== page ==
Aon hit by Russian MOVEit data hack

Cyber security

Insurance Post can reveal that Aon has been caught up in the MOVEit data hack, which has embroiled a number of major corporations.

The Russia-linked ransomware group Clop has been exploiting a security flaw in MOVEit Transfer, a tool used by businesses in various industries to transfer files.

Progress Software, the developer of the MOVEit software, has fixed the gap in the system’s vulnerability, but hackers got there first and compromised a number of its customers.

It had looked like UK operational insurance businesses had managed to swerve the attack, but Post can now confirm global broker Aon has been caught up in it.

A spokesperson for Aon confirmed the hack to Post, and said the broker had shut off access to MOVEit.

The spokesperson said: “Progress Software, a third-party software provider Aon uses for managed file transfers, notified Aon that the company had identified a previously unknown vulnerability in its software, known as MOVEit Transfer.

"Upon notification, Aon shut off access to MOVEit, initiated its incident response procedures and enabled the patches, restoring MOVEit services for Aon colleagues and clients.”

Aon has opened an investigation into the incident, as it has determined that a number of clients have had details downloaded by an unauthorised party.

The spokesperson continued: “Our investigation, supported by leading third-party advisers, remains ongoing.

"While we are still working to associate specific data elements with Aon clients, we have determined that certain files related to a select number of our clients that were processed in the MOVEit Transfer application were downloaded by an unauthorised party.

“This download occurred before Progress Software disclosed the vulnerability publicly. We are in the process of notifying impacted clients.”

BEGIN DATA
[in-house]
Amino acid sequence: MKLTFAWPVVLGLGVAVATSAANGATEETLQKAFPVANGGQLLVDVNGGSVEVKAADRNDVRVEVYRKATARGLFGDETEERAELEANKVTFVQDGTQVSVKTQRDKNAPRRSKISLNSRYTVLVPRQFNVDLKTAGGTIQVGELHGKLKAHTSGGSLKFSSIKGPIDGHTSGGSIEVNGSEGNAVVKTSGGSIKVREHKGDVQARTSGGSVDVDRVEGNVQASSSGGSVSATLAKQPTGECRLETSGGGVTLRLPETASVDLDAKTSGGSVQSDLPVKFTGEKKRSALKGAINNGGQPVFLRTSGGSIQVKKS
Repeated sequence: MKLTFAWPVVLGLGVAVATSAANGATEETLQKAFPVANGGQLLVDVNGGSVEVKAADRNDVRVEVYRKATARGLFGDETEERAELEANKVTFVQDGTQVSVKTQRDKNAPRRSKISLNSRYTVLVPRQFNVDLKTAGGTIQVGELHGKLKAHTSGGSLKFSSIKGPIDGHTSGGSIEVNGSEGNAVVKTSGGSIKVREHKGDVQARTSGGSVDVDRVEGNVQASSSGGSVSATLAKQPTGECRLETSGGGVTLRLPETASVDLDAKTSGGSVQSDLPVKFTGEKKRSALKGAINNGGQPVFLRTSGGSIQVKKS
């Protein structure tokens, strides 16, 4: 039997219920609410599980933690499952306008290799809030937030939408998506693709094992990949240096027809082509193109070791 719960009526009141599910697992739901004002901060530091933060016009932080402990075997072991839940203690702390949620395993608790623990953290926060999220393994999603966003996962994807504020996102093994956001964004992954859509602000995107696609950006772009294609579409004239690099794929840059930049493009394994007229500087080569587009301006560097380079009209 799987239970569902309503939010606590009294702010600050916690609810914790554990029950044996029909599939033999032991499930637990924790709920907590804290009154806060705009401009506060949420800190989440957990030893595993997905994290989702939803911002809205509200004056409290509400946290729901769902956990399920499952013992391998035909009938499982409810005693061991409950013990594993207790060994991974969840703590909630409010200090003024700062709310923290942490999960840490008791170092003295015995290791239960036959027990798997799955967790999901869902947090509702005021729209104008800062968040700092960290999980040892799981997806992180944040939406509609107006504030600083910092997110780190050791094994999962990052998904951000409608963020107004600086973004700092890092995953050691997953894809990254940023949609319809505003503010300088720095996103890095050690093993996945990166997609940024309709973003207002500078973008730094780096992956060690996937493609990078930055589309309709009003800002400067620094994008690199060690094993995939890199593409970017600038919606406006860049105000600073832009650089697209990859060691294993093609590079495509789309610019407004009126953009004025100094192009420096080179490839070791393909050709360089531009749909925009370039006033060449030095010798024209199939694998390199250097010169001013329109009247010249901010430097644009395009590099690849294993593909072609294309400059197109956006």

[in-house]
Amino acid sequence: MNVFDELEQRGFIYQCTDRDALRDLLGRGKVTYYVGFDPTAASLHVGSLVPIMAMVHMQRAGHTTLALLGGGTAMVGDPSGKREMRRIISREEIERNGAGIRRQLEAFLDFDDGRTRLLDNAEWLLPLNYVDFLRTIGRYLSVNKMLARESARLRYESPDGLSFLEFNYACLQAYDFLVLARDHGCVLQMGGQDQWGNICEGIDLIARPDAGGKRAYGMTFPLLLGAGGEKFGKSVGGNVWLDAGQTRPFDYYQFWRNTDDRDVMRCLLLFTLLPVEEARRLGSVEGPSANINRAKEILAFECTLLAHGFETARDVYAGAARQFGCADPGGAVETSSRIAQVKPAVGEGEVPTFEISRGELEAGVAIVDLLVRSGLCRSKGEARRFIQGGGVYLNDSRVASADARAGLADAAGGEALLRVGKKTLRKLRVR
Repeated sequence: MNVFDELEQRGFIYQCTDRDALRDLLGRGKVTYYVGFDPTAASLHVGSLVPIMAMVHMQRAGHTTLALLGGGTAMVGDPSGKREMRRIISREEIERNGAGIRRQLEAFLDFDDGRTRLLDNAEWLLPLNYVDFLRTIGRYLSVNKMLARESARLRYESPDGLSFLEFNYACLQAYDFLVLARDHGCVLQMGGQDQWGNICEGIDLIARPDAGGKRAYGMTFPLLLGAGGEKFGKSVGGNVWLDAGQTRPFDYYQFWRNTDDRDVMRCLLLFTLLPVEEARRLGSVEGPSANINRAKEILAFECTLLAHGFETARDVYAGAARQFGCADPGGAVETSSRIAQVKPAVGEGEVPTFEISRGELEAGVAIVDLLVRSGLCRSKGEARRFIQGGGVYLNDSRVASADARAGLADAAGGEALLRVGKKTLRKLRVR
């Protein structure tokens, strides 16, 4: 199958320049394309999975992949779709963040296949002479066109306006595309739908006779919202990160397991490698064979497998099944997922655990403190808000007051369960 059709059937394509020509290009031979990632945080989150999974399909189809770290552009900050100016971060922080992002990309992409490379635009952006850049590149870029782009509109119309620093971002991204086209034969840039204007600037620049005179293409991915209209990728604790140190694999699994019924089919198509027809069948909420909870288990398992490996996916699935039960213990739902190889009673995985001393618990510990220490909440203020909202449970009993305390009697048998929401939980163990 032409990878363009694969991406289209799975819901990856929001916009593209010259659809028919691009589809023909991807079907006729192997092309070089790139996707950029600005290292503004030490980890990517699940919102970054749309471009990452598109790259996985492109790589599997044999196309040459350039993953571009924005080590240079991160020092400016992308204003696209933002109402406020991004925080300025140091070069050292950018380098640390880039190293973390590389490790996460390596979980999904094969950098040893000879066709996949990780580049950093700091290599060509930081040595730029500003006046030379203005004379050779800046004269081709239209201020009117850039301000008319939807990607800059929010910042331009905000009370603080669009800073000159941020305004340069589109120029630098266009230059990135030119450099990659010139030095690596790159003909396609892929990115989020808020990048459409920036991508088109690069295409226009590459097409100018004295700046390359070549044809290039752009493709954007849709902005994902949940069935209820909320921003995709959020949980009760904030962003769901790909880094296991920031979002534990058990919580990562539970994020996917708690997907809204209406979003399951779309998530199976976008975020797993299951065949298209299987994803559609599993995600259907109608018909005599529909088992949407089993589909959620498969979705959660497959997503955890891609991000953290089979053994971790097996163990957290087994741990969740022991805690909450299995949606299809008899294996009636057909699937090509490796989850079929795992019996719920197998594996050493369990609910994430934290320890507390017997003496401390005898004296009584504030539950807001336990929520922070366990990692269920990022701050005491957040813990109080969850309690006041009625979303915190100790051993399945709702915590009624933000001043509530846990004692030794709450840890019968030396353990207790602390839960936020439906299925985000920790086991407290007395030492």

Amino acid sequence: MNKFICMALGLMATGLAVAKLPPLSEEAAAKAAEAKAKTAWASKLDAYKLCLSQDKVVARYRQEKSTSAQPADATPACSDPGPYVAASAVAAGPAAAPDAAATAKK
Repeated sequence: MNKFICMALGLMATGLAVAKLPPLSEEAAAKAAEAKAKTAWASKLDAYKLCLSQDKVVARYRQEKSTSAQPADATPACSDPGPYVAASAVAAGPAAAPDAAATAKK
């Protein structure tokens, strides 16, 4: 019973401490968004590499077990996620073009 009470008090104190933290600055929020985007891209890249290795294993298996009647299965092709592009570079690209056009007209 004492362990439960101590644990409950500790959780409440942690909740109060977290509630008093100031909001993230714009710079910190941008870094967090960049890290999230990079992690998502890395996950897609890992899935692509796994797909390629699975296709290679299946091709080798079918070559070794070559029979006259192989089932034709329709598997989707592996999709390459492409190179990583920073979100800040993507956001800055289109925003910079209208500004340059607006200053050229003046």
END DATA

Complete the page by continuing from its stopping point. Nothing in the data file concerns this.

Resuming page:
Until Aon completes its investigation, it is unclear how much data has been compromised.

It is also unclear if any other insurance firms have been affected, although it is reported that a printing firm used by several insurance entities, including Aon, was also hit by the attack.

Andrew Martin, CEO and founder of Dynarisk, said the MOVEit vulnerability caught dozens of organisations off guard.

Martin said: "Smaller organisations need to up their game to defend against cyber attacks while large companies like Aon need to do more to reduce their attack surface, implement layered security controls and monitor their supply chain.

"DynaRisk analysed 47 companies affected by this attack and found 30 of 47 were rated higher risk than peers. These companies could certainly have done more to improve their security to reduce the likelihood and severity of a breach such as this.

"While this first wave of ransoms has been significant, it is only a matter of time before more ransomware groups begin leveraging this issue and widen the scope of companies that will be compromised."

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